The move comes after the European Commission voiced concern that new rules undermine the independence of Polish judges.
But Polish government spokesman Piotr Müller said on Tuesday that the changes introduced by Poland’s ruling conservatives are compliant with EU law.
Tuesday’s move by the European Commission comes after it on October 10 decided to refer Poland to the EU's top court over new disciplinary rules for judges, the latest step in a prolonged dispute over alleged rule-of-law breaches.
Last April the Commission said that new Polish legal regulations made it possible "to subject ordinary court judges to disciplinary investigations, procedures and ultimately sanctions, on account of the content of their judicial decisions."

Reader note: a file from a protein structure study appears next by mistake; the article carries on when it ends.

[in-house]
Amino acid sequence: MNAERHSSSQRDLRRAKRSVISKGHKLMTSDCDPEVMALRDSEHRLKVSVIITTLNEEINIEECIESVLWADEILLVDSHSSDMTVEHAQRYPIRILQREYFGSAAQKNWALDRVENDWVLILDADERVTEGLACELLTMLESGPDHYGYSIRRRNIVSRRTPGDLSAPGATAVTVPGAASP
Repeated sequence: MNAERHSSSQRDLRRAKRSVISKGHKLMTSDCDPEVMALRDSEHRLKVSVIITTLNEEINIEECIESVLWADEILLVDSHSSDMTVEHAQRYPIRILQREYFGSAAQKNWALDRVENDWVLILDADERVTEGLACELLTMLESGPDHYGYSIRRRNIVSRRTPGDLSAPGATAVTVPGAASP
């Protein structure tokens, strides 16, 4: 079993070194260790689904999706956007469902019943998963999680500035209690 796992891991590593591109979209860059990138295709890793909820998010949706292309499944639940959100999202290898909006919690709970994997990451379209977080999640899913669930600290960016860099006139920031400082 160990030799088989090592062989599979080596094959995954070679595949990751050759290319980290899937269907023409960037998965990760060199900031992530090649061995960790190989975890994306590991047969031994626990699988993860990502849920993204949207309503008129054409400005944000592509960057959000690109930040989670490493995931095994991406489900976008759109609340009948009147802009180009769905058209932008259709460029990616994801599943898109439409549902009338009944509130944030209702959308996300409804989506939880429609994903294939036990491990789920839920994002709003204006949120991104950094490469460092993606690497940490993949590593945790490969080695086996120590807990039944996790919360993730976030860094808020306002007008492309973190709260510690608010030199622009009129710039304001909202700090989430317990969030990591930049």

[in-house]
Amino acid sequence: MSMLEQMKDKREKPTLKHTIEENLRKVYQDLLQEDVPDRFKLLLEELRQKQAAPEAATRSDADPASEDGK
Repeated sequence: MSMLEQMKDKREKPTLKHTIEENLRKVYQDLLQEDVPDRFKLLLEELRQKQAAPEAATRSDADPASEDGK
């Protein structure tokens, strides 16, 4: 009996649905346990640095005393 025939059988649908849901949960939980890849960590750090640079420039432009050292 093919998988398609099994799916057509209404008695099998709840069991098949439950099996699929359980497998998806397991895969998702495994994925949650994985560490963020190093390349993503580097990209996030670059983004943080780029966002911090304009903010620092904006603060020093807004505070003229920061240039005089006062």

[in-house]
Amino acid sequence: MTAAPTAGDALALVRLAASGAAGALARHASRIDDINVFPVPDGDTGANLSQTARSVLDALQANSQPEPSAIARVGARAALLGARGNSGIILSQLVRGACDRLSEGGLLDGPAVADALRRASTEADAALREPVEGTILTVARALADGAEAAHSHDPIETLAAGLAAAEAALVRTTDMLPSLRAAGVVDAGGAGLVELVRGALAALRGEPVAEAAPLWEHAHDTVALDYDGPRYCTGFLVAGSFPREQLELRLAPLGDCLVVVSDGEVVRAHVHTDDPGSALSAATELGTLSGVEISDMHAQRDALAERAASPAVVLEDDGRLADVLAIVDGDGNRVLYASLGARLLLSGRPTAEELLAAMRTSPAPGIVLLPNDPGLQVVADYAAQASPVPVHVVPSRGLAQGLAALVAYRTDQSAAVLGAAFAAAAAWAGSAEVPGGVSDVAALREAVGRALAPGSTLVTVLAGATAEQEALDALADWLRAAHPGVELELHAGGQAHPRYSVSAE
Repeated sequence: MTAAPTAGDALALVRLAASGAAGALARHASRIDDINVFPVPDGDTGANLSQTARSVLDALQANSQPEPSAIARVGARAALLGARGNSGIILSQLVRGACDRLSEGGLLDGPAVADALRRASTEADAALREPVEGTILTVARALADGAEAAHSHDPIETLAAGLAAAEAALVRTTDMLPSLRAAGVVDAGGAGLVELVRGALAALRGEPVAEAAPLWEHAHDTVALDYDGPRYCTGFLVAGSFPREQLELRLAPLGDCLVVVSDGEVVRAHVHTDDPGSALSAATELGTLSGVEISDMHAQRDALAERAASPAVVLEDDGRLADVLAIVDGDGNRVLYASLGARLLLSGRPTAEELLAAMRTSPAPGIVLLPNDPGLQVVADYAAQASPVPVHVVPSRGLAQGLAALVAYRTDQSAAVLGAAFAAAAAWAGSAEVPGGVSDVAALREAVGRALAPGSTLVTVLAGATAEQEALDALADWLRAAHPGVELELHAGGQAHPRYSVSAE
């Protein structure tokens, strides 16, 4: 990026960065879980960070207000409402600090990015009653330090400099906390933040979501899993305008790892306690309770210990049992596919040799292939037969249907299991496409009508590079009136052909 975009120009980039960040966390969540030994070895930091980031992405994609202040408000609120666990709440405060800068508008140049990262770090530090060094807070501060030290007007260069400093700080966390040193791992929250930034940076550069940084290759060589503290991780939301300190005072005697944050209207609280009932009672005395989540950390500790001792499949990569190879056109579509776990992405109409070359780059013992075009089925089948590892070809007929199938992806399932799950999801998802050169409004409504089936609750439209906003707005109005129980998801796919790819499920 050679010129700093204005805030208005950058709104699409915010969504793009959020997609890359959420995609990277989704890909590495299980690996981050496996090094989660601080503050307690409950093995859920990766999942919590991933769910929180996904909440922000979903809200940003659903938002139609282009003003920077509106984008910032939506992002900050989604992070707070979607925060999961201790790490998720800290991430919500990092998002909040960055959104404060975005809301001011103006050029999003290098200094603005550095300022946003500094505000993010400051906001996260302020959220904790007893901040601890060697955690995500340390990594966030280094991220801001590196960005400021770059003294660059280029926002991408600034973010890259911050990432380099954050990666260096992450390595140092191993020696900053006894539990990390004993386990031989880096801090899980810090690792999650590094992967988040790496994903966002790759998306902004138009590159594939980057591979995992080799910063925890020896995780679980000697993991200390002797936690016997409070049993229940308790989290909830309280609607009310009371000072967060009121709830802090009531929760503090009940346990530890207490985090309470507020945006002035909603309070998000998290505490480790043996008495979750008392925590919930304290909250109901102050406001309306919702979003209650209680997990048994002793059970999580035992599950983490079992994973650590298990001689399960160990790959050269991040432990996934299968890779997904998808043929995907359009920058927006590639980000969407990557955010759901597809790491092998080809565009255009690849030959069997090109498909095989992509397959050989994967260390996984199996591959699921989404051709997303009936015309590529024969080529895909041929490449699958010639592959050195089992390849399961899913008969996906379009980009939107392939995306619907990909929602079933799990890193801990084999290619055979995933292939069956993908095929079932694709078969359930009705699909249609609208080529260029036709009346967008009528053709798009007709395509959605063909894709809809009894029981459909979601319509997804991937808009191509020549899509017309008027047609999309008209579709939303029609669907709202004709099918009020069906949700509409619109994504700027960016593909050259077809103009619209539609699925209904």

The EU's executive also said at the time that the new Polish “disciplinary regime does not guarantee the independence and impartiality of the Disciplinary Chamber of the Supreme Court which reviews decisions taken in disciplinary proceedings against judges.”
Poland's governing Law and Justice party, which came to power in late 2015, has insisted that sweeping changes are needed to reform an inefficient and sometimes corrupt judicial system tainted by the communist past.
Poland’s prime minister argued in January that some of the legal changes made by his conservative government have met with criticism abroad because they are not understood in Western Europe.